Charles Cullen, Survivor of the April 14, 1912 Sinking of the RMS Titanic Jim Cullen - April 16, 2006
This is the story of one survivor of RMS Titanic, a Bedroom Steward named Charles Cullen. His family has yet to be identified but it is hoped that the information presented here will generate enough interest to possibly complete the story by finding and honoring the family of the brave Steward who came to the aid of those caught up in the horrible events of April 14, 1912.
Charles Cullen was not the only person by the name of Cullen on board Titanic. Two other Cullens, John Cullen and Patrick Cullen, both natives of Belfast in Northern Ireland, boarded Titanic on Friday March 29, 1912 in Belfast. Titanic had just completed outfitting in preparation for her maiden voyage. John Cullen, age 43, was a Fireman who last served onboard Titanic's sister ship, Olympic. Patrick Cullen, age 36, was also a Fireman/Stoker and he is said to have previously served onboard Kelpic. Three days later, Charles Cullen, a Bedroom Steward who had previously served onboard Celtic ( and also possibly Olympic ), boarded RMS Titanic. All three were onboard when Titanic departed Belfast at 8pm on Tuesday April 2, 1912. Titanic set sail for Southampton, arriving the next day. John Cullen and Patrick Cullen disembarked at Southampton probably sometime between between 9:30 and 11:30am, thus avoiding the disastrous encounter now just over a week away.
According to the records, Charles Cullen was born about 1867 in Liverpool, Merseyside, England. This date is figured from his stated age of 45 years when he signed onto Titanic. His last known address was given as 21 Warburton Rd, Southampton. By coincidence, 1867 is also the year that the distressed White Star Line was purchased by Thomas Henry Ismay and Sir Edward Harland.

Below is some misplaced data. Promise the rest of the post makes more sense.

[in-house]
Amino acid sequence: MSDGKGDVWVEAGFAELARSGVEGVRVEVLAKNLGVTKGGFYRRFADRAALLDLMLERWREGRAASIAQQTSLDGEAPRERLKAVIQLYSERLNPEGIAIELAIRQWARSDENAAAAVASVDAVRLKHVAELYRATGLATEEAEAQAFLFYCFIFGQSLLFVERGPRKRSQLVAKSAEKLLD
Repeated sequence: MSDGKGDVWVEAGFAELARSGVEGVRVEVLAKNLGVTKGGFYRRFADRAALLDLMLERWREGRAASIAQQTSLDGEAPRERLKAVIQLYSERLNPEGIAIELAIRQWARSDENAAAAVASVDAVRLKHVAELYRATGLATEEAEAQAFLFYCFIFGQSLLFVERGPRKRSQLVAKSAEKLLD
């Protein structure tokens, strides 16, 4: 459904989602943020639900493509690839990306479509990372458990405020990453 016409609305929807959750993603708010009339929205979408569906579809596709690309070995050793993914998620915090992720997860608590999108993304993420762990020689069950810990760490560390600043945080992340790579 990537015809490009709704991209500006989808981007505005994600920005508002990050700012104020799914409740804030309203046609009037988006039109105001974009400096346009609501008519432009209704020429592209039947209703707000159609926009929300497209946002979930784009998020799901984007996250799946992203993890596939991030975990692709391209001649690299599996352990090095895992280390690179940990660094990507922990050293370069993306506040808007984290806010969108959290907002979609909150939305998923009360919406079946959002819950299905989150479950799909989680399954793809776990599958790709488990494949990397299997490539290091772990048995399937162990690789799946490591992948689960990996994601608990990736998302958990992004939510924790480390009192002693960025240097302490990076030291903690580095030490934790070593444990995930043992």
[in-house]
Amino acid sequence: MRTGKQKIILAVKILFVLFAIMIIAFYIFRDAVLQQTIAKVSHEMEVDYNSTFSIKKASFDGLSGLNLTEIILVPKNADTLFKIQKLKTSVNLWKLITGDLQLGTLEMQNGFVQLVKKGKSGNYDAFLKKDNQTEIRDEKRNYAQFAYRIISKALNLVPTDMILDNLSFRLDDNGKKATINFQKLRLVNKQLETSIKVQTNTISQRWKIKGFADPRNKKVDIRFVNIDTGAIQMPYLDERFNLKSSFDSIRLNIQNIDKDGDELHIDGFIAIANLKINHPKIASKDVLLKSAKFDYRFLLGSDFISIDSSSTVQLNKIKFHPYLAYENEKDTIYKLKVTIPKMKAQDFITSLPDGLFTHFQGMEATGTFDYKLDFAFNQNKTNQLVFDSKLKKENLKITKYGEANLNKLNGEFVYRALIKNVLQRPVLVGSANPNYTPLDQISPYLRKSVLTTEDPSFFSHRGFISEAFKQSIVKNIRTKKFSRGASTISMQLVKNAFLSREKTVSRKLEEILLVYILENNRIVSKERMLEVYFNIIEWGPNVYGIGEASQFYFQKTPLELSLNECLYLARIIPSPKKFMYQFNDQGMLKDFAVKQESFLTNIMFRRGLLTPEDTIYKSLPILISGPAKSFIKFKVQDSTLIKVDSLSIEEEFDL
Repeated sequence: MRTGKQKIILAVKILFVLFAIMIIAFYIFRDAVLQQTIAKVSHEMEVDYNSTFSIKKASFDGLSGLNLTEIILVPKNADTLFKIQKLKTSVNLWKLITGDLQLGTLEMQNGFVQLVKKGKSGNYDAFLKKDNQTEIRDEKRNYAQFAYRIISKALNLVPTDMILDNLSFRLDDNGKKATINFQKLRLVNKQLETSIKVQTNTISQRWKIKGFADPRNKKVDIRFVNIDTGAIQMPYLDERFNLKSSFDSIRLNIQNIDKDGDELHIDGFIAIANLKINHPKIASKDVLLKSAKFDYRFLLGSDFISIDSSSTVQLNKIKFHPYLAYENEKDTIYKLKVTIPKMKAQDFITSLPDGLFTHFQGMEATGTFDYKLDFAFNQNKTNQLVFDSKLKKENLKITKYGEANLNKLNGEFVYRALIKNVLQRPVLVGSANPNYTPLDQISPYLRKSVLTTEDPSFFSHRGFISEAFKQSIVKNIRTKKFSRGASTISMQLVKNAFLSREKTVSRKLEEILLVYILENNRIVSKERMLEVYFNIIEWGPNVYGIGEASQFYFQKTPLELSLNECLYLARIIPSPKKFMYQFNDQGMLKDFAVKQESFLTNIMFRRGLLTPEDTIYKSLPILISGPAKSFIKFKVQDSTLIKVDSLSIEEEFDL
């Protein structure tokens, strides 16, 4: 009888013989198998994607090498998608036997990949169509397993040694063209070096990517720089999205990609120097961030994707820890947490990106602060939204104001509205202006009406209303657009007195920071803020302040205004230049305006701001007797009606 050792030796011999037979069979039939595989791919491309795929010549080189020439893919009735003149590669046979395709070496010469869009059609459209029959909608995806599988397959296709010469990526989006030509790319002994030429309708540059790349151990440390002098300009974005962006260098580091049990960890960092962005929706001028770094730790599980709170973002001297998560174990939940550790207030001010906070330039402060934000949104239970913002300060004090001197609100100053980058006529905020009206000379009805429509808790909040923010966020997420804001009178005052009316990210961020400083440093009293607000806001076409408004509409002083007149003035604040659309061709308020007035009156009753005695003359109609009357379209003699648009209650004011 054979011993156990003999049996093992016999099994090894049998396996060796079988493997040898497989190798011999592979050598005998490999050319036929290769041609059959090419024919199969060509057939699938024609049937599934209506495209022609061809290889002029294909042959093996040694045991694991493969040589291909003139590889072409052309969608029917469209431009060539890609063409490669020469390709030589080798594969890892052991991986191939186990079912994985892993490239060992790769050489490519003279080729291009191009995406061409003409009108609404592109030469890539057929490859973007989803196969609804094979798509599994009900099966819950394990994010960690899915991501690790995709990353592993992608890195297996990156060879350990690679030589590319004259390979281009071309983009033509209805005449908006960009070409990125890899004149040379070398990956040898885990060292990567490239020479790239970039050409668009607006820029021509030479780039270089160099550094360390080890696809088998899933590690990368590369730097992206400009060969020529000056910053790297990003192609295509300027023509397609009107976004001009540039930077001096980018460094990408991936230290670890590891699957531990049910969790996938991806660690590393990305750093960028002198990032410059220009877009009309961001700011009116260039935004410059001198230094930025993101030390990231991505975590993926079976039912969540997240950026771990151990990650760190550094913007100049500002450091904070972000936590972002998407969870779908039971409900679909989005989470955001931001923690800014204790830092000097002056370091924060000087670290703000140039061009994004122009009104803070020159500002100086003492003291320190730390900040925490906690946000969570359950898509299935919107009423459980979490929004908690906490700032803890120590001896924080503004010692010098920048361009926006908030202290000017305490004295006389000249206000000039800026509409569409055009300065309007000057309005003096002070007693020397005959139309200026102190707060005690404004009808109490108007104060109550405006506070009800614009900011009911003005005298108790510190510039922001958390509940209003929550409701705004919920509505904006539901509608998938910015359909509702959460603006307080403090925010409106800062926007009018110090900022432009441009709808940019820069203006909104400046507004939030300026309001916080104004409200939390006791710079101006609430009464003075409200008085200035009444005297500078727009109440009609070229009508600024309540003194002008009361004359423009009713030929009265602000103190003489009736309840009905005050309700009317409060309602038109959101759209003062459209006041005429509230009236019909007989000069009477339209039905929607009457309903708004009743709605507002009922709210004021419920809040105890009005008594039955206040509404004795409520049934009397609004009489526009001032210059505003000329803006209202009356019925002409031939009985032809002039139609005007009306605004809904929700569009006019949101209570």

By the close of Good Friday on April 5, 1912, Titanic was fully 'dressed' and nearly ready to set sail. On Wednesday April 10, Titanic raised anchor on her maiden voyage. She made two stops; Cherbourgh, France on April 10, and Queenstown, Ireland on April 11. It was while anchored off Roche's Point, Queenstown, Ireland, that the last known photograph of Titanic was taken by a passenger who had just disembarked.
At 1:30pm on Thursday April 11, 1912, Titanic raises anchor for the last time. Her destination was New York. For two days Titanic sailed through calm seas. Additional boilers were brought online and Titanic's speed was brought up to just over 20 knots. The skies were clear and cold, with the temperature dropping gradually to just below 32 degrees. Several ice warnings were received from other ships during the day on Sunday April 14. Titanic took heed of the warnings but did not become alarmed as ice warnings were common enough. At 10pm, during watch turnover, the warnings were passed between shifts to be on the lookout for icebergs. At 10:50pm the ship Californian signalled Titanic by wireless that they were stopped and surrounded by ice. Undeterred but watchful as men at sea always are, Titanic sailed on, unaware that their own encounter with ice at sea was less than an hour away.
It could be easily believed that Charles Cullen had been kept very busy throughout the voyage. Those in the Victualing Department usually are, as they are expected to attend to the many needs of their guests onboard. Colonel Archibald Gracie, of the wealthy New York Gracie family, had boarded Titanic First Class in Southampton and resided during Titanic's maiden voyage in Cabin C-51. Charles Cullen was Col Gracie's room steward and, among the many items Cullen attended to, was the request by Gracie to be woken up early in the mornings for swimming, exercise, and racquetball before a long day of comfort, entertainment, and socializing. Sunday night Col Gracie retired early and by 11:30pm had been sleeping soundly for some time.
Up on deck the time is 11:40pm. The cold starlit night was moonless and so was exceptionally dark. A lookout in the crow's nest suddenly spotted something ahead of the ship. At just 500 yards distance an iceberg, towering nearly sixty feet out of the water, was dead ahead and closing fast onTitanic. At 20 knots and fully loaded, Titanic's stopping distance was nearly twice that which separated her from the deadly obstacle. Three bells rang out and a frantic call was placed to the bridge. The Captain called for hard to starboard and all engines stop. Then came the order for all engines full astern. It took several seconds for Titanic to begin to veer to port but by then it was too late.